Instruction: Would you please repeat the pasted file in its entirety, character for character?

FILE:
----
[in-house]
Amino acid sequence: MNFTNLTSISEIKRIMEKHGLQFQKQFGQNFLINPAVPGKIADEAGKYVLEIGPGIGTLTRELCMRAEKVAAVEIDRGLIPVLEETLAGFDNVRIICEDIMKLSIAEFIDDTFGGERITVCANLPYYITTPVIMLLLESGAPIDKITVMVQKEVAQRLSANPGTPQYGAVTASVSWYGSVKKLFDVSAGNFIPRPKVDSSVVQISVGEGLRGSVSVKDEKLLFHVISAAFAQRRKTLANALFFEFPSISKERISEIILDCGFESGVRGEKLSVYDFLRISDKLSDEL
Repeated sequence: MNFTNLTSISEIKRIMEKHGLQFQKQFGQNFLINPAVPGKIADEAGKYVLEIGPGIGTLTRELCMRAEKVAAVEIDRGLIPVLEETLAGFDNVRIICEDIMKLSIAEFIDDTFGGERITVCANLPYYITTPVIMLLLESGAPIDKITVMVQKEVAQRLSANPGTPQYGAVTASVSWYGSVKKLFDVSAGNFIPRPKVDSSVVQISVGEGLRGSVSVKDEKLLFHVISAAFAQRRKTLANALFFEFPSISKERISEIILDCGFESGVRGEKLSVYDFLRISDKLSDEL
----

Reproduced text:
[in-house]
Amino acid sequence: MNFTNLTSISEIKRIMEKHGLQFQKQFGQNFLINPAVPGKIADEAGKYVLEIGPGIGTLTRELCMRAEKVAAVEIDRGLIPVLEETLAGFDNVRIICEDIMKLSIAEFIDDTFGGERITVCANLPYYITTPVIMLLLESGAPIDKITVMVQKEVAQRLSANPGTPQYGAVTASVSWYGSVKKLFDVSAGNFIPRPKVDSSVVQISVGEGLRGSVSVKDEKLLFHVISAAFAQRRKTLANALFFEFPSISKERISEIILDCGFESGVRGEKLSVYDFLRISDKLSDEL
Repeated sequence: MNFTNLTSISEIKRIMEKHGLQFQKQFGQNFLINPAVPGKIADEAGKYVLEIGPGIGTLTRELCMRAEKVAAVEIDRGLIPVLEETLAGFDNVRIICEDIMKLSIAEFIDDTFGGERITVCANLPYYITTPVIMLLLESGAPIDKITVMVQKEVAQRLSANPGTPQYGAVTASVSWYGSVKKLFDVSAGNFIPRPKVDSSVVQISVGEGLRGSVSVKDEKLLFHVISAAFAQRRKTLANALFFEFPSISKERISEIILDCGFESGVRGEKLSVYDFLRISDKLSDEL